Chaga (Inonotus obliquus)
From the Our Common Roots Field Guide
Parts Used: The middle portion of the mushroom (inner conk) has the most polysaccharides.
Main Actions: Tonic, Alterative, Anodyne, and Restorative
There are many amazing medicinal mushrooms found in nature, but the chaga mushroom is very near the top of the list. It has been used in Herbal Folk Medicine for types of stomach complaints from gastritis, pain in the stomach, ulcers, cancer, as well as tuberculosis of the bones and glandular organs where operations were not possible due to the network of blood vessels. Most research into chaga has taken place in Russia. Since 1955 the Medical Academy of Science in Moscow has promoted chaga for clinical and domestic medicine, encouraged it commercially, and collected it for medical use. Chaga cannot stop all advanced forms of cancer, but chaga will reduce pain, give comfort, and slow or stop growths. In the swelling of the lower bowel, chaga can be prepared as a colonic in addition to oral medication. Chaga is also considered a blood purifier and tonic to regenerate deteriorated organs and glands.
Although the chaga mushroom may be found growing on some other trees like alder, it is only the birch chaga that we seek. This is due to the betulinic acid, which is converted by the chaga from the betulin in the birch bark. The chaga mushroom that grows on birch trees concentrate the betulinic acid into SOD (superoxide dismutases) that is an enzyme that helps the body shed toxins. Studies have shown that betulinic acid is more effective and less toxic than any other cytotoxic therapy presently being used to treat melanoma. It is believed to down regulate the mutant p53 suppressor gene responsible for allowing the proliferation of oncogenes. More research is needed to ensure that the human body is benefiting from the SOD found in the chaga. Chaga should be harvested in the summer months in northern climates where it gets very cold and the conks get quite large (up to 1 foot in diameter or more).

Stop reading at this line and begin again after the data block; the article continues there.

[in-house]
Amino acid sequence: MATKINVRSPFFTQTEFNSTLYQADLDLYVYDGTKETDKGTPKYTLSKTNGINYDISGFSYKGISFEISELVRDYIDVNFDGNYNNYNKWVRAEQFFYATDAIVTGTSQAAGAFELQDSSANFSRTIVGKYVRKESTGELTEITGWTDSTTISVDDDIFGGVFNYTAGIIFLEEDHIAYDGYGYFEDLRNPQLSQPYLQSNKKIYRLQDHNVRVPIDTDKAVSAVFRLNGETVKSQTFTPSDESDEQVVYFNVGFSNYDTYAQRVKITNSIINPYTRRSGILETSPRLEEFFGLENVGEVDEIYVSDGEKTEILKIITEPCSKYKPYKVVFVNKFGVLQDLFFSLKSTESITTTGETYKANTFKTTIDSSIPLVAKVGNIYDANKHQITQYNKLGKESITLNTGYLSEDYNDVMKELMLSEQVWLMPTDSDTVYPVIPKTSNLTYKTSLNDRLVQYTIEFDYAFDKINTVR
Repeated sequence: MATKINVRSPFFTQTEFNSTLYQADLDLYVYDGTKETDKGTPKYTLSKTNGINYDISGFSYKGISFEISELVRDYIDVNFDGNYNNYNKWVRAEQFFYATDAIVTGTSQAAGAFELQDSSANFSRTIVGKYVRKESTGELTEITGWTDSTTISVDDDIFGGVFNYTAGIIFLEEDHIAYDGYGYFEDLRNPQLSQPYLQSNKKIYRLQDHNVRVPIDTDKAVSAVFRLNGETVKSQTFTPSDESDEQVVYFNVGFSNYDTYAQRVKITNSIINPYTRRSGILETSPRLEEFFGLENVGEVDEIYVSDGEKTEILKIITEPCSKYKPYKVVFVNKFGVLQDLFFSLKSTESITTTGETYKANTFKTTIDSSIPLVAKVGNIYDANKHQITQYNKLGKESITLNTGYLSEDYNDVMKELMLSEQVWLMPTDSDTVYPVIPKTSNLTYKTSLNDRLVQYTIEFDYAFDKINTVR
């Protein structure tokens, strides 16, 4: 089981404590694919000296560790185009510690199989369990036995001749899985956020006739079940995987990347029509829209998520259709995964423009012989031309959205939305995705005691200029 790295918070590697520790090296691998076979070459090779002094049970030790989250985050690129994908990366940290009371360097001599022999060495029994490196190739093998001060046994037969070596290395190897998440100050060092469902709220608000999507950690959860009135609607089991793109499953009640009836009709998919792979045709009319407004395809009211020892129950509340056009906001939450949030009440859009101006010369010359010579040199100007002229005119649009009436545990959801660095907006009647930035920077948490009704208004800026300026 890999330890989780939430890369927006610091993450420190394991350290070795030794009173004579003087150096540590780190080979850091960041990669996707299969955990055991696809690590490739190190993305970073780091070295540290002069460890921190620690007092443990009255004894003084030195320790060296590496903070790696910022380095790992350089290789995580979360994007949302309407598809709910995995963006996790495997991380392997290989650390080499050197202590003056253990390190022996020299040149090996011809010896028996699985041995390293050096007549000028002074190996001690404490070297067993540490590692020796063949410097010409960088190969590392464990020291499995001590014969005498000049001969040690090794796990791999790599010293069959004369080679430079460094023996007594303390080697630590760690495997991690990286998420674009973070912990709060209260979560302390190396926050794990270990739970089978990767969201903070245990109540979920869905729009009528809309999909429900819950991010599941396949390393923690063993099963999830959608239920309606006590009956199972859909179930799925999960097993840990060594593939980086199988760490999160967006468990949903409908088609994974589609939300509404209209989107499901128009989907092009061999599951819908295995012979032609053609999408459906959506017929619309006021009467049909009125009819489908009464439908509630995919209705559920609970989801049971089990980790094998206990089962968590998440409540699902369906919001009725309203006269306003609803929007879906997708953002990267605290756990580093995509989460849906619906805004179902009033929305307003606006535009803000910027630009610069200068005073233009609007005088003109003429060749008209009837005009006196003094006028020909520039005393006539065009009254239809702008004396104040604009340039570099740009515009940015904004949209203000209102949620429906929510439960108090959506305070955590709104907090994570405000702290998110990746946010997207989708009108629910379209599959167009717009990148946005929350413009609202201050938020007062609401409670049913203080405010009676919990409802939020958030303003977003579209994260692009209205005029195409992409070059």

Preparation & Dosage: To prepare the chaga mushroom we must remember that it is a living fungus! We do not want to boil it, nor do we want to use water that is really hot (less than 50 degrees). The inner part of the conk must be scraped out into a powder and soaked in the warm water. For 1 part of crushed chaga pour over five parts of boiled (not boiling) water - or about twice as much. Let it soak for 1-4 hours (some say up to 24 or more hrs). Drink up to 3 cups per day about 30 minutes before a meal and 90 minutes after. It is good to start with a lower dosage and work up slowly. Some suggested dosages have higher water content at 1-ounce chaga to 12 ounces of water. Chaga may take time to work (from 3-5 months). Luckily it makes a pleasant tasting tea. It is common to hear that some people boil chaga, and many people re-soak the powder over and over before finally boiling.
Safety: Not to be used in large dosages especially during breastfeeding. Not to be used during pregnancy.